My hon. Friend is right that the Department for Business, Energy and Industrial Strategy and the Department for International Trade are mobilising UK industry. The DIT held an event in Manchester yesterday with UK supply chain companies to encourage them to find ways to supply Ukraine with energy equipment and services. High-voltage transformers and more generators—the UK has already provided 850—will continue to be needed through the winter.

Afghan Citizens Resettlement Scheme

15. How many at-risk British Council and GardaWorld contractors and Chevening alumni in Afghanistan his Department has (a) assessed as eligible for and (b) resettled under the Afghan citizens resettlement scheme pathway 3 since 6 January 2022. (902772)

20. What humanitarian support his Department is providing to Afghan people (a) in and (b) fleeing Afghanistan. (902777)

The UK has already resettled more than 6,300 people through various resettlement schemes. In the first phase of the Afghan resettlement scheme pathway 3, we will offer up to 1,500 places. We have received 11,400 expressions of interest and we are working through those quickly. We have disbursed £228 million since April 2022, on top of £286 million in aid for Afghanistan last financial year.

The Foreign Secretary says that he is working quickly, yet we know that zero Afghans have been resettled under the ACRS. No wonder yesterday the Minister of State, the right hon. Member for Sutton Coldfield (Mr Mitchell), admitted that we must do better when confronted with the staggering delay. I am in touch with Chevening alumni, for example, who have been living in fear of their lives for more than 16 months now. By the Government’s own admission, pathway 3 in its first year will help only 400 applicants and their families—a tiny number—out of more than 11,000. Will the Foreign Secretary and the Home Office urgently supercharge the scheme, increase the number of people working on it in the Department and, crucially, allow the 20,000 people Ministers say they want to help over five years to come now? They cannot wait for another four or five years; they are in fear of their lives now.

I have to correct the hon. Lady. She says that we have not made any resettlements under the ACRS. As I said in my answer, we have granted indefinite leave to remain to 6,300 eligible people. I think that she was making specific reference to pathway 3, which we are working on, but the House ought to recognise that we have already given indefinite leave to remain to more than 6,000 eligible people.

Last year my team and I heard countless harrowing, brutal stories of people and their families being murdered in Afghanistan, often while on the phone to my casework team. My team are still shocked and triggered by that awful experience; by the pictures they saw and the voicemails they heard. The FCDO really has to do a lot more to make sure that more people in Afghanistan do not die at the hands of the Taliban. I do not know whether I am going to correct my friend the hon. Member for Brighton, Pavilion (Caroline Lucas), but my understanding is that only four Afghans have been resettled under the ACRS. Many of my constituents have lost loved ones, so I want to know just two things from the Foreign Secretary: what support is being offered to Afghan refugees currently stuck in Pakistan, and what will he be doing to speak to Home Office colleagues and ensure that this absolute mess of resettling people is sorted out promptly?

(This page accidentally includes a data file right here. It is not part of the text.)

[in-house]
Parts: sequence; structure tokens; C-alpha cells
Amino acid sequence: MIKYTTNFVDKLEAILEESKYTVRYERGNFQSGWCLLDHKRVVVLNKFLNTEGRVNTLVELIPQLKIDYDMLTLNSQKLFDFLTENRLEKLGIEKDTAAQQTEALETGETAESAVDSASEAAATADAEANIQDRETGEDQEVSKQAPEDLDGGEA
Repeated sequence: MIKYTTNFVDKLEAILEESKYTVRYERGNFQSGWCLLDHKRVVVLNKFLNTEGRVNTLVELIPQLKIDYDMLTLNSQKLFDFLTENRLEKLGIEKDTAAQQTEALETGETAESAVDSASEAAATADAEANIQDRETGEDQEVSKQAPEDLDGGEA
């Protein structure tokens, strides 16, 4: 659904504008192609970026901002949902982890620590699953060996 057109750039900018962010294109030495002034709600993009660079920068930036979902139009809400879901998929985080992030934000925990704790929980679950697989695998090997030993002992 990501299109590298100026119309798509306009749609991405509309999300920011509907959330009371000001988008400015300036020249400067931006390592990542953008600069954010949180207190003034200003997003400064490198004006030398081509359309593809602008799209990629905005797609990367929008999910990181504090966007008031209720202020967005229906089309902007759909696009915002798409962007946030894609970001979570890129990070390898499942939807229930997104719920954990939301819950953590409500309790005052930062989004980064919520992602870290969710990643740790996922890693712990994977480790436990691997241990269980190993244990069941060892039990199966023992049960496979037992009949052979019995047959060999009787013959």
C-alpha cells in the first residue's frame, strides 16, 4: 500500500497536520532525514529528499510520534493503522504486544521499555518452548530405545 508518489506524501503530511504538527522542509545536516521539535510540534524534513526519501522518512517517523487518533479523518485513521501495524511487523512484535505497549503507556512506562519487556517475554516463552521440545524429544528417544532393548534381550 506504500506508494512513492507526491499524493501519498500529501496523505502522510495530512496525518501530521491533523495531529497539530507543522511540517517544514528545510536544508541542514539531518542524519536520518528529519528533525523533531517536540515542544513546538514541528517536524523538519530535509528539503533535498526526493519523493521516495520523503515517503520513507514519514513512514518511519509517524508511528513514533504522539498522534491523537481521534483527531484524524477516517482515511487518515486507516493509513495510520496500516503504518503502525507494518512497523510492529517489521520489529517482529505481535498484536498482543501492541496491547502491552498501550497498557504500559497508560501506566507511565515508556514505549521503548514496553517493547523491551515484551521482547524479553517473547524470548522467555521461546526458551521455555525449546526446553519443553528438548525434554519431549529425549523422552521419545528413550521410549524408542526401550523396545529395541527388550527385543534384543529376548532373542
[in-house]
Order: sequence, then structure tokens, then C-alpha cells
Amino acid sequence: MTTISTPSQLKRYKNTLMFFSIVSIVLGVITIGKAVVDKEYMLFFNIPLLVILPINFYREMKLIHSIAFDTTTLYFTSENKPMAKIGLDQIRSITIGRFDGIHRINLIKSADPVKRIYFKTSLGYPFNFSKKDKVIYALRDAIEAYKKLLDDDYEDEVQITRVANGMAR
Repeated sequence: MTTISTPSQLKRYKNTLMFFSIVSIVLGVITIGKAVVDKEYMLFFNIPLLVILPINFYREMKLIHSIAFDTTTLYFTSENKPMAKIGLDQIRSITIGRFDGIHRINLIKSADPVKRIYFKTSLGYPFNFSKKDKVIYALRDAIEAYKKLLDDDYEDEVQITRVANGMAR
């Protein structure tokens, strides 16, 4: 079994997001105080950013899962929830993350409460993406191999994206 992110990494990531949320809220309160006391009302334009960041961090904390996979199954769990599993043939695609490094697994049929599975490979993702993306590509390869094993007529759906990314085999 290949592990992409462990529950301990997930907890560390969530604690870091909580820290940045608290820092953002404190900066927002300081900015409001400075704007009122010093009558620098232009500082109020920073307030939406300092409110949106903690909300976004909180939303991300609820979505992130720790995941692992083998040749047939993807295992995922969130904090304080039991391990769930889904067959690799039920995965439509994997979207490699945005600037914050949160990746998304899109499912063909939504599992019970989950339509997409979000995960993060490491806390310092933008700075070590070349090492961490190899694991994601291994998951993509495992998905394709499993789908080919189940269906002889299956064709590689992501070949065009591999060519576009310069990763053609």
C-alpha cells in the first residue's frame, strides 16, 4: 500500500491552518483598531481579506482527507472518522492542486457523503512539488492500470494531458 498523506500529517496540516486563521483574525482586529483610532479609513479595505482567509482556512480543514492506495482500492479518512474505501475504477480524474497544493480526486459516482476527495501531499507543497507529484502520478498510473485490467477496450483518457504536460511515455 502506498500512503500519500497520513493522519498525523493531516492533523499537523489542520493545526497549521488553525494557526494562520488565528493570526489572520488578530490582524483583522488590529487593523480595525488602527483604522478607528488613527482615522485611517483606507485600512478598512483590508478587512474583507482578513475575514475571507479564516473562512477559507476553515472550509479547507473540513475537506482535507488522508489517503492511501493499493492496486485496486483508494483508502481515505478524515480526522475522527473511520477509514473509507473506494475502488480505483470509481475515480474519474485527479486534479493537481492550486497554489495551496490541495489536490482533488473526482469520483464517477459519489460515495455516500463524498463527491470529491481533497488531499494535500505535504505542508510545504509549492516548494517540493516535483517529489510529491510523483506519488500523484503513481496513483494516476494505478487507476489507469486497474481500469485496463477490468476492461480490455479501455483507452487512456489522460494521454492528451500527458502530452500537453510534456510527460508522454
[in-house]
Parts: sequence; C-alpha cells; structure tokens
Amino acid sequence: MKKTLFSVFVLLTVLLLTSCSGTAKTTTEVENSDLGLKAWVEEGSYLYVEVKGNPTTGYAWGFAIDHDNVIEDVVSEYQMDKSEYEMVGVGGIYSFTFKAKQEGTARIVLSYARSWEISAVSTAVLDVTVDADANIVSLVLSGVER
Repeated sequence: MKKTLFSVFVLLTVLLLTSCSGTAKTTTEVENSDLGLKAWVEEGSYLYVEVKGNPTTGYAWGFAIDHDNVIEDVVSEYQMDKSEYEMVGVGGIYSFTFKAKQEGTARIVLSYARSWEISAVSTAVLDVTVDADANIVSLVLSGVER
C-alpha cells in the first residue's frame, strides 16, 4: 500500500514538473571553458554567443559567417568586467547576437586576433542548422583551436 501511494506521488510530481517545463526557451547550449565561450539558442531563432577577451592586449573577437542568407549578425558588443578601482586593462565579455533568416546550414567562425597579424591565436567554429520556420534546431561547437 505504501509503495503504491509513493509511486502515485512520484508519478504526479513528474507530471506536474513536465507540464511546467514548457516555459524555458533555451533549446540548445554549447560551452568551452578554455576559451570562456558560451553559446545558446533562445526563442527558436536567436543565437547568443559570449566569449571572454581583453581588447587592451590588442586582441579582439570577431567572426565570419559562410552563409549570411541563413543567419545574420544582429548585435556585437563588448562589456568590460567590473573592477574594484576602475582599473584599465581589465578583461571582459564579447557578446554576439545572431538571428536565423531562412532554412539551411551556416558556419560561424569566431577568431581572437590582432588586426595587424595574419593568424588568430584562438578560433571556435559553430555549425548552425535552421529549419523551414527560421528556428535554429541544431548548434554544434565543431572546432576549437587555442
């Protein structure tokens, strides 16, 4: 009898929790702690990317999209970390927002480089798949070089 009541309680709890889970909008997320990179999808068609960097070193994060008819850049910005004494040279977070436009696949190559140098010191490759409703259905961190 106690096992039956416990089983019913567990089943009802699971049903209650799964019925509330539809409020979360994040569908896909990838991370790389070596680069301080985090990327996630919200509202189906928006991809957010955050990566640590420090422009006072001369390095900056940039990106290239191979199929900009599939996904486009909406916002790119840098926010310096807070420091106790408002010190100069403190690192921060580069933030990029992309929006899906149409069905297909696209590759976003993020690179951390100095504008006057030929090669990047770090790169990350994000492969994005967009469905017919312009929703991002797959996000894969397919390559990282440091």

Yet again, I have to correct the hon. Gentleman. He said that only four people had been settled under the ACRS. I say again, for the third time, that around 6,300 eligible people have been granted indefinite leave to remain under the referral pathways of the ACRS. We will of course continue to work both across HMG and with our international partners to resettle at-risk Afghans, and will particularly look at the individuals who have been supportive of the UK, and those particularly at risk because they are women, academics or members of the judiciary.

Topical Questions

Since being appointed, this ministerial team and I have criss-crossed the globe on behalf of the British people, including making visits to Somalia, Australia and Colombia. The Minister for Europe has visited more than half a dozen European capitals, I have been to multilateral events such as NATO, the G7 Foreign Ministers meeting and COP27 in Egypt. We do so to strengthen our bilateral and multilateral relationships so that we can address pressing issues such as illicit migration, climate change and the pressures being felt around the globe as a result of Russia’s illegal and unprovoked invasion of Ukraine.

I thank the Secretary of State for that response, but I am disappointed that he failed to mention the news this weekend that more than 11,000 children have been killed or maimed in the war in Yemen. As he knows, the truce has collapsed, escalation is feared and the humanitarian situation is desperate. In the past he has defended UK arms sales to Saudi Arabia on the basis of the UK’s strict arms export licensing criteria. Since the Government watered down those criteria—

I can inform the hon. Lady that I had a meeting with my Yemeni counterpart at COP27 in Egypt. I know that the plight of the Yemeni people is close to the hearts of many Members of the House. It remains a focus of the UK Government. We call on all sides involved in the conflict, especially the Houthis, to abide by the ceasefire agreement, but of course Saudi Arabia has, as all countries have, a legitimate right to self-defence.

T3. Carshalton and Wallington is home to many Ahmadiyya Muslims, who remain concerned about the continued persecution, especially by the Pakistani Government, of the Ahmadiyya community. What steps is my right hon. Friend taking to raise the matter with the Government of Pakistan? [R] (902784)